Cisco Touts Chip Breakthrough
Cisco says the “industry's first fully integrated and programmable networking chipset” has been five years in the making and was designed by a team of more than 100 developers, many of whom worked on the Silicon Packet Processor (SPP) that’s at the heart of the firm’s CRS-1 core router. The company also claims the chipset can perform up to 160 simultaneous processes, putting it “several generations beyond what is currently available in network processors.” (See Cisco Pushes CRS-1 and Cisco's CRS-1 Passes Our Test.)
The design team, says Cisco, has managed to increase the transistor capacity on the chip from 185 million on the CRS-1’s SPP to 800 million on the QuantumFlow processor. The new chipset is expected to appear initially in some new products rather than to be integrated into existing platforms.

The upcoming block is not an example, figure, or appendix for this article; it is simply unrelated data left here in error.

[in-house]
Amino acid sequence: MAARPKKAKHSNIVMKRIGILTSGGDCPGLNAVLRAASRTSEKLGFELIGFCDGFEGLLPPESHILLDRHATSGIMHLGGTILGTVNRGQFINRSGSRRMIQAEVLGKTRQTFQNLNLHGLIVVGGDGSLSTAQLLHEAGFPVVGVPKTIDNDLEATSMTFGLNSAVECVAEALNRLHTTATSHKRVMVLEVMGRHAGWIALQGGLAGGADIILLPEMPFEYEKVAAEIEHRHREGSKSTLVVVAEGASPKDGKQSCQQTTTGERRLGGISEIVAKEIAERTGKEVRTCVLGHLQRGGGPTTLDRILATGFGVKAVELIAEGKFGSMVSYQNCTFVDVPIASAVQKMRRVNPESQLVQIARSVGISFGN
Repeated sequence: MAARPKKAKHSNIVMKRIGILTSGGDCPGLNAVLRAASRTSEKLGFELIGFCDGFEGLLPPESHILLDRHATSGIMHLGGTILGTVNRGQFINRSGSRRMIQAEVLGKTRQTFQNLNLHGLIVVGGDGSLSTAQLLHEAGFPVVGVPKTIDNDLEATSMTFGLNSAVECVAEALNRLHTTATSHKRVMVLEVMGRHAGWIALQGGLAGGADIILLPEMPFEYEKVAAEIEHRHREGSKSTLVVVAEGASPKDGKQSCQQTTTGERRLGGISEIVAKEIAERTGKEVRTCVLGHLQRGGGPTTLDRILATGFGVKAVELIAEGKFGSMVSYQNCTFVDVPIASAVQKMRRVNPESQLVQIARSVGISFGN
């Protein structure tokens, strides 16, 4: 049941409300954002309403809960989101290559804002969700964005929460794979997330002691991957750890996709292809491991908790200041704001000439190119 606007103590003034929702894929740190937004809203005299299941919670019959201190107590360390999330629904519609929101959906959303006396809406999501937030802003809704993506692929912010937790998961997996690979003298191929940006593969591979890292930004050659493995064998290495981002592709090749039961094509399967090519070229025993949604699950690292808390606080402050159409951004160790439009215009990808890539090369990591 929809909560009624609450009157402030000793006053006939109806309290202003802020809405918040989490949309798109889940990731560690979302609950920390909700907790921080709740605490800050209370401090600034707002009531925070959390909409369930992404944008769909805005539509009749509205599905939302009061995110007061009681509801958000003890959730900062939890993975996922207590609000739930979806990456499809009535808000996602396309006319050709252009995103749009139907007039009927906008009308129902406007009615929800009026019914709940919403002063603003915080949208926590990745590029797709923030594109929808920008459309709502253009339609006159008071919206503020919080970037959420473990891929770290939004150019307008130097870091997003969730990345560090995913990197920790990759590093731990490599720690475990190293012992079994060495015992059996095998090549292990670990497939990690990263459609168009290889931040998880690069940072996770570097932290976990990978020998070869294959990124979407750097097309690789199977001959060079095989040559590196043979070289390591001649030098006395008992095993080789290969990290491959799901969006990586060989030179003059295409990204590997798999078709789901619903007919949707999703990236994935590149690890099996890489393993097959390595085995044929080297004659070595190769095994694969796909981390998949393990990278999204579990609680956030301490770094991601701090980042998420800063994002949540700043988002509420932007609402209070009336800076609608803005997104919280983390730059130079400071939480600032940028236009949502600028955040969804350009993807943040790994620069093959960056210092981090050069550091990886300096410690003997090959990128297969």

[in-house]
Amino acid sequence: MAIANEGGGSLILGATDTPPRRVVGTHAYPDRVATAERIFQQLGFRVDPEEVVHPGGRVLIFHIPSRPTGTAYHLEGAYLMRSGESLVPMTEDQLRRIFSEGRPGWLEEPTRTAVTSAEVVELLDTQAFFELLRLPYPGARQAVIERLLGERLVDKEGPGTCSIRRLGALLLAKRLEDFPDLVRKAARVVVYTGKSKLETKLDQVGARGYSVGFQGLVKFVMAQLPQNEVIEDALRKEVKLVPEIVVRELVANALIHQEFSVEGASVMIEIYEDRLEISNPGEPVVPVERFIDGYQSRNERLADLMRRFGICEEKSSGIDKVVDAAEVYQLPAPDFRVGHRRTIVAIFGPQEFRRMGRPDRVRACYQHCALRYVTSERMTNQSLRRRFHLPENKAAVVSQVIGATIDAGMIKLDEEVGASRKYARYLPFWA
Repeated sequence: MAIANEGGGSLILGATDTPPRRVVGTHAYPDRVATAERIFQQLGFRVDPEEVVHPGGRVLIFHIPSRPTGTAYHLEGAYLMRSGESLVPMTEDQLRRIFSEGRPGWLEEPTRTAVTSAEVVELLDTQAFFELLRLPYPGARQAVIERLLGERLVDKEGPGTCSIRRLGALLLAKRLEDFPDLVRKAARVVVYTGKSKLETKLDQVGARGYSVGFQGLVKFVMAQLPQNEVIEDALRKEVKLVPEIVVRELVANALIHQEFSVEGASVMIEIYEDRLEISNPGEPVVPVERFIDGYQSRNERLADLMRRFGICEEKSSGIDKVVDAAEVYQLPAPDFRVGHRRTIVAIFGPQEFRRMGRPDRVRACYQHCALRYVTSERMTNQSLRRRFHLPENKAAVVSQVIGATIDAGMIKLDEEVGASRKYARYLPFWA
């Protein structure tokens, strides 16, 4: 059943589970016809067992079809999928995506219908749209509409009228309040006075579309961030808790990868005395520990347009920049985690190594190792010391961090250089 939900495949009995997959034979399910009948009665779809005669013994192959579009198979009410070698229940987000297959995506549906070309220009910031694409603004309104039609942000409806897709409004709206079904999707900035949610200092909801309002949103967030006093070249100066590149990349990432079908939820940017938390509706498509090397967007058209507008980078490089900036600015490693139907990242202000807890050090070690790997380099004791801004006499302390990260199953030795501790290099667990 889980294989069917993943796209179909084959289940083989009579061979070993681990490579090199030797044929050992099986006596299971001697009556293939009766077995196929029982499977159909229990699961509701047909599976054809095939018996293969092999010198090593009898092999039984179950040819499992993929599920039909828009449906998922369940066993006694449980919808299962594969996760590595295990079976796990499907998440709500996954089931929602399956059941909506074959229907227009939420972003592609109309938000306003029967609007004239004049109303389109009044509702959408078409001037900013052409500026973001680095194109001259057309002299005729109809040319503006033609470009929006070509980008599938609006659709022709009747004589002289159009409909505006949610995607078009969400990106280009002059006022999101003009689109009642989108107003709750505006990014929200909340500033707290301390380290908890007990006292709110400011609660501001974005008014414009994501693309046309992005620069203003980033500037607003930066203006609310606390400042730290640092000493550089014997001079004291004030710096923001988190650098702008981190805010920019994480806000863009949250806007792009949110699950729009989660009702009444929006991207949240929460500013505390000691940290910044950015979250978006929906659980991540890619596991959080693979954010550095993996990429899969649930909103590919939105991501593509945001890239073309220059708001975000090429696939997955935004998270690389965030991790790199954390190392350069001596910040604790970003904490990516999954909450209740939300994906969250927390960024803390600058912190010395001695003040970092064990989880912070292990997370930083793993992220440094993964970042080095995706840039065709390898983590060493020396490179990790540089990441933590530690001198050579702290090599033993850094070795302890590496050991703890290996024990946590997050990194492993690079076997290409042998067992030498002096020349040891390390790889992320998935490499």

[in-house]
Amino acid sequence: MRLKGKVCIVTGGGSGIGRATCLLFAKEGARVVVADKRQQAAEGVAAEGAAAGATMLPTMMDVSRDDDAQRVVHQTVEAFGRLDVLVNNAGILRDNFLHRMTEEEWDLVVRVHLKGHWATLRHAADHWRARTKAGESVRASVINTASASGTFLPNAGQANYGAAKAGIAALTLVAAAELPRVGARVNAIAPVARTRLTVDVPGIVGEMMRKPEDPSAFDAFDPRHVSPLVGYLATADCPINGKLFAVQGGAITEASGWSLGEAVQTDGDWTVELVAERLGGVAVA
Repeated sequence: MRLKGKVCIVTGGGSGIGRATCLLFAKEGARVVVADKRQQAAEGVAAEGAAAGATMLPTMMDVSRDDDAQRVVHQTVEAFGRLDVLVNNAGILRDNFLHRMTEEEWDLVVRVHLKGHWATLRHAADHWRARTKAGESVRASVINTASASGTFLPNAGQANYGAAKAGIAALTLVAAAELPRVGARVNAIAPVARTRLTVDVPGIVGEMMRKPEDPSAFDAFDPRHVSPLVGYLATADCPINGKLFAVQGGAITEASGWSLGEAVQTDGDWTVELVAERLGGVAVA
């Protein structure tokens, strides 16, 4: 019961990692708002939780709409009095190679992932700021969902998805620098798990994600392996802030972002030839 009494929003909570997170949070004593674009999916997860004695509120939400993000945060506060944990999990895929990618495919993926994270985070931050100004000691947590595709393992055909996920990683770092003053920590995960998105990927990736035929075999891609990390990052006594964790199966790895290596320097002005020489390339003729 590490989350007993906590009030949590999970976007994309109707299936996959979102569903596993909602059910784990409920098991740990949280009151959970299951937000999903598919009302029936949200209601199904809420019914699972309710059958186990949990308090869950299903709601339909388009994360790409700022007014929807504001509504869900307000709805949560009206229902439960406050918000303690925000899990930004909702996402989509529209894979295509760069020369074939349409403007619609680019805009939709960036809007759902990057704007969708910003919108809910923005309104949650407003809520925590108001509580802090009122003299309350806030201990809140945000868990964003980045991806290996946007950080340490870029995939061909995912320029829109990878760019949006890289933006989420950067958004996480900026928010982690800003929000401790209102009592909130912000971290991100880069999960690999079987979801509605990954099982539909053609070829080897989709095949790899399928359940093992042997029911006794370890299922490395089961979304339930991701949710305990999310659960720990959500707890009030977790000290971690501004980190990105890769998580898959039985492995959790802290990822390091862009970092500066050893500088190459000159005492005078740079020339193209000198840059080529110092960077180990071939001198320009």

But Cisco isn’t currently providing further comment on its plans for the souped-up silicon. It’s holding back on a lot of its details and strategic thinking until next week, when, according to its current advertising campaign, it plans to unveil a “breakthrough innovation that will improve the network for everyone.” (See Cisco's Big Splash.)
So why provide only a glimpse of QuantumFlow today? The pre-emptive announcement may be timed as a spoiler to today’s news from Cisco’s fiercest traditional IP equipment rival, Juniper Networks Inc. (NYSE: JNPR). (See Juniper Splits Out Its Control Plane.)
— Ray Le Maistre, International News Editor, Light Reading